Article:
When COVID-19 came, it hit the tourism, travel and hospitality industry hard all across the world with job losses, low occupancy rates in hotels and more than significant numbers of sites and attractions simply shut down.
The revenue losses to economies around the world are a poignant reminder of the level of devastation the pandemic visited on the world.
Ghana was certainly not spared. Prior to the inception of the disease, the country was well on its way to ramping up tourism numbers.
In 2019, during the ‘Year of Return’ – Ghana’s biggest tourism campaign yet, an impressive 1.13 million tourists were recorded, which represented 18.19% of the 956,372 that was recorded the previous year. Nearly $3.5 billion in revenue was realised in 2019.
Projections based on that year’s figures put the country in a pole position to, at least, do 1.5 million visitors in the following year or two especially with the launch of the ten-year ‘Beyond The Return’ which sought to consolidate and build on the gains of the Year of Return. Then boom! Coronavirus reared its ugly head, rolling back not just the numbers, but casting a gloomy and bleak future for an industry which was responsible for the livelihoods of so many.
Ghana’s President Nana Akufo-Addo recently intimated that tourism was responsible for two out of every ten jobs in the country. The downward spiral of the numbers occasioned by the pandemic was conspicuously drastic and tangibly hopeless. In 2020, the West African country managed a paltry 355000 tourist visitations – a whopping 68.6% drop from the previous year.
Even more disturbing was the massive slump in the corresponding receipts. An 88% decrease meant that Ghana made only $387 million from tourism in 2020. The latest tourism report released by the Ghana Tourism Authority for the year 2021 shows an incredible and dramatic turnaround.
2021 saw 623,523 arrivals with a corresponding $803.8 million in revenue representing a 107.7% jump from the preceding year. Enhanced Covid-19 protocols, reopening of air borders, Ghana’s relatively better management of the COVID situation and new tourism products such as ‘December in GH’ were apparent propellers of this growth.
Beyond this, however, is the very nature of tourism which has demonstrated time and again that it can weather the storms of any crisis no matter how alarming and widespread. When all other sectors of the economy crumbled under the weight of the pandemic and are yet to make a significant rebound, tourism is already taking giant strides toward full recovery.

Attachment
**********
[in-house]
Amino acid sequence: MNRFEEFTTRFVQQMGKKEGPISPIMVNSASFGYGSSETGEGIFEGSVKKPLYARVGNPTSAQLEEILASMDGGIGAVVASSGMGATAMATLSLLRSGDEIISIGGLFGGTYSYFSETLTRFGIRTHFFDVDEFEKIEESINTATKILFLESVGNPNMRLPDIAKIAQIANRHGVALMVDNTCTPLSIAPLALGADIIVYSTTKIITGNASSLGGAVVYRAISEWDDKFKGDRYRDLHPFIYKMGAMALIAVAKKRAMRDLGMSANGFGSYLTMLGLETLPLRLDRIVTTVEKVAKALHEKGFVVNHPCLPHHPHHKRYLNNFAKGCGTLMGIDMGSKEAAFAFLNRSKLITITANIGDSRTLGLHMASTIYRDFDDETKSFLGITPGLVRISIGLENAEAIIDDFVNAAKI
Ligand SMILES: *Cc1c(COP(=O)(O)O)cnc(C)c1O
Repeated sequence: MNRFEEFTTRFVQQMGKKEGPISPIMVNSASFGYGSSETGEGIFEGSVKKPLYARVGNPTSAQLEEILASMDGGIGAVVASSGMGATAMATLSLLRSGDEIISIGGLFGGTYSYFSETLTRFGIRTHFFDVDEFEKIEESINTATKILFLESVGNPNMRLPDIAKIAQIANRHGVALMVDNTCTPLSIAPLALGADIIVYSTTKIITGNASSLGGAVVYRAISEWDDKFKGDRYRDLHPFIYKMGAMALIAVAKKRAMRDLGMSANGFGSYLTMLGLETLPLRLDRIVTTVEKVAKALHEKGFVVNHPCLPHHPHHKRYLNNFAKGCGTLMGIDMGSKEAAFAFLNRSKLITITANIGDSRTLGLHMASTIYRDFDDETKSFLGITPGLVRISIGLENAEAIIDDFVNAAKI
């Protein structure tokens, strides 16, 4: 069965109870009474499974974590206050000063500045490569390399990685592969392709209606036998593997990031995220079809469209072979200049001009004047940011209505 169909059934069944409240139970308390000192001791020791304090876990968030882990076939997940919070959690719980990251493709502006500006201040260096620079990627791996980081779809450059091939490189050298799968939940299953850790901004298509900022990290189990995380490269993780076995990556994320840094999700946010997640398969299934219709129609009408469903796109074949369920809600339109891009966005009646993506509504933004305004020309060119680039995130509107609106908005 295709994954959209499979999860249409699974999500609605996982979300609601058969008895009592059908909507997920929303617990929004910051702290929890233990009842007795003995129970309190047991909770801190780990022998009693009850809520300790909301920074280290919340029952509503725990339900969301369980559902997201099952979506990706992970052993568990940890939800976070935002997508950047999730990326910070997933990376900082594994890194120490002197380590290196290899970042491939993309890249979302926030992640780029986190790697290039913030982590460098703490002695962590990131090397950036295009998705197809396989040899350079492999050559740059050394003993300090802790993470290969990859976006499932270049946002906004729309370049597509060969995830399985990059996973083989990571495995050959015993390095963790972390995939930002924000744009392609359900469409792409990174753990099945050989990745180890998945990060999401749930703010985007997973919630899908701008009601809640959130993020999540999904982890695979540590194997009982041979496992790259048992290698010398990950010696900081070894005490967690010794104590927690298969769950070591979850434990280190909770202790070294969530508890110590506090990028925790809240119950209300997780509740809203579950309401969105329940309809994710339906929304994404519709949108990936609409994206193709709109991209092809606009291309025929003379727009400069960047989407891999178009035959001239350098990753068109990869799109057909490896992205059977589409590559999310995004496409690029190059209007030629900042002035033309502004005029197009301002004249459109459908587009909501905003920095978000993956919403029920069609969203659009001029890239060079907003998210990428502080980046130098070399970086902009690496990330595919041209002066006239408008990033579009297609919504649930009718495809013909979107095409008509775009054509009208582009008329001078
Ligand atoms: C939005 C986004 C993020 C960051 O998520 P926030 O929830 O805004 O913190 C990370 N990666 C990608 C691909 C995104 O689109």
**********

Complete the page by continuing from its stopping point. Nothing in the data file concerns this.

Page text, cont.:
Even on the local front, domestic tourism has seen its own revival, Director of Marketing at the Ghana Tourism Authority, Mrs Roberta Dawson-Amoah says, they are happy about the domestic tourism figures considering that they were close to what they had projected. For the year 2021, the Authority had forecasted 600000 domestic tourists and came close to the figure with 588,946, representing 71% increase from 2020 numbers.
“These numbers have shown that with the right approach we can make tourism the cornerstone of our economic recovery, and more importantly, domestic tourism has proven to be the foundation of the ever-resilient tourism sector. For us at GTA we will continue to encourage and promote domestic travels because it is our firm belief that the surest way of rethinking tourism is to focus on the domestic front,” Mrs Dawson-Amoah stated.
Perhaps, buoyed by these numbers, these days, the government is becoming more ambitious with its projected arrivals and receipts.
Ghana is hoping to attract two million visitors with a corresponding $4 billion by 2024. As audacious as this might seem, the good thing is that it is achievable albeit with an increased commitment by the government and every other stakeholder to tap into tourism’s unique resilient ability and drive the right investment into the sector in the areas of facility upgrades, training of frontline workers, development of new products and enhancing of visitor experience.
The government, through the World Bank-funded Ghana Tourism Development Project, is doing quite well in this regard but a lot more could be done because tourism can be so much more. This is a position GTA’s Marketing Head agrees with.
She postulates, “We have seen the power of tourism to transform lives and drive whole economies and that’s exactly what our strategies are geared towards; to make the sector a reliable source of sustainable livelihood for those engaged in it and a top priority of the government.”